All of the above treatments are hazardous; they pose a future risk. Tamoxifen can cause kidney damage and endometrial cancer, chemotherapy can cause leukemia, radiation can also cause cancer. If the diagnosis is inconclusive or mistaken, and that happens more often than the lay person realizes, then the patient may become the victim of cancer from the treatment
The doctor must offer the official protocol or he is vulnerable to a malpractice suit, but the patient can assume the responsibility of carefully checking all parameters and making the final decision relative to treatment or decide not to act on an inconclusive report. (In short, the responsibility for effective treatment lies much more with the patient than most patients are currently willing or conditioned to acknowledge.)
Soy Products Follow-Up …We See Some Terrible Effects
There are controversies in the health movement that never seem to be settled. Today there is a movement to push soy products as a tool to reduce tumors. The concept hasn’t had its day in court, i.e., a long waiting period to see if getting tumor reduction leaves a legacy of harm to the patient which is what occurs with most tumor destruction modalities.
I received a call from a young woman who knew my position on using soy products. She asked if she could set up a conference call with someone she knew who was writing a tofu (soy) cook book. She wanted me to give her our data on soy. I had no objection.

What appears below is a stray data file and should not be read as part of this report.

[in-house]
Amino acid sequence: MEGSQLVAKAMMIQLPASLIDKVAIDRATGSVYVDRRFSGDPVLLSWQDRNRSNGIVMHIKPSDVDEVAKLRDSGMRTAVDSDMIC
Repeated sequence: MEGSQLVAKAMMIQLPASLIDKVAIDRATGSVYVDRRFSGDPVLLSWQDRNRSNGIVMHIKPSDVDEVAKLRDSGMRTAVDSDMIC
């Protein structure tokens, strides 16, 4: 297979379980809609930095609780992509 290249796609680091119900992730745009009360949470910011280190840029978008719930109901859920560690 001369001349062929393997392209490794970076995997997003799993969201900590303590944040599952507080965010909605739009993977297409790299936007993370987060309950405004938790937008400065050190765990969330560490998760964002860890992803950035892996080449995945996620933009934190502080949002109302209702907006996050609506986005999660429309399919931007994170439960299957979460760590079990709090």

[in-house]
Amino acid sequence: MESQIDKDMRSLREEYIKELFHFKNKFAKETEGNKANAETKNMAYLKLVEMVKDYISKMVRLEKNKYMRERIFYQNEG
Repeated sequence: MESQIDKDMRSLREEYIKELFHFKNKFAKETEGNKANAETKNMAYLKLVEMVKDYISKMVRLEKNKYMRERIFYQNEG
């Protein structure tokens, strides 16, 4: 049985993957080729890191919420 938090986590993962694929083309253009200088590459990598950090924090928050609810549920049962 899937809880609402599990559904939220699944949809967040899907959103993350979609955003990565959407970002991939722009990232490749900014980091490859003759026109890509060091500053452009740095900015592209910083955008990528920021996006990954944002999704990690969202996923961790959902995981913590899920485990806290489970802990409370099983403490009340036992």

I told the author we had learned that it interfered with enzymatic function which was a serious handicap for good metabolism. I also said that we objected to high protein for the cancer patient and did not like the fact that some tofu was processed with Epsom salts. It was my feeling that she was just about ready to deliver her manuscript to the publisher and nothing negative was going to interrupt her deal.
Fate in her strange way appropriately delivered the Gerson Healing Newsletter the very next day with an article entitled Soy Products Follow-Up by Charlotte Gerson. It is reprinted in its entirety as it is based on irrefutable clinic experience:
In our last issue of the Gerson Healing Newsletter, Vol. 11, No. 5, we presented important information about the dangers of eating soy products. We are beginning to see how very important this article was, especially in view of how many people we are seeing who have been seriously damaged by eating soy products.
One patient at the Gerson Hospital was not suffering from cancer, but was in deplorable condition. She was in her middle forties and was deeply disturbed about her many health problems. “I don’ t understand why I am so sick. I have been a vegetarian for over ten years,” she complained. Upon further questioning, and since we had just completed our research for the article about the dangers of soy products, she confirmed that she had been consuming aver), large proportion of her food in the form of soy products: tofu, soy milk, soy cheese, etc. She was suffering from severe osteoporosis with pain in most of her bones; she had many allergies and infections (both stem from immune deficiency); she was anemic and had no energy, had sleeping problems and more. All these difficulties could be ascribed to her inability to absorb nutrients, the very problems caused by soy products: blocked absorption of minerals, vitamins and enzymes.
This patient responded rapidly and beautifully to the Gerson Therapy with the high nutrient content of the 13 juices and organic meals, now easily absorbed and assimilated since she no longer blocked her system with the toxic soy.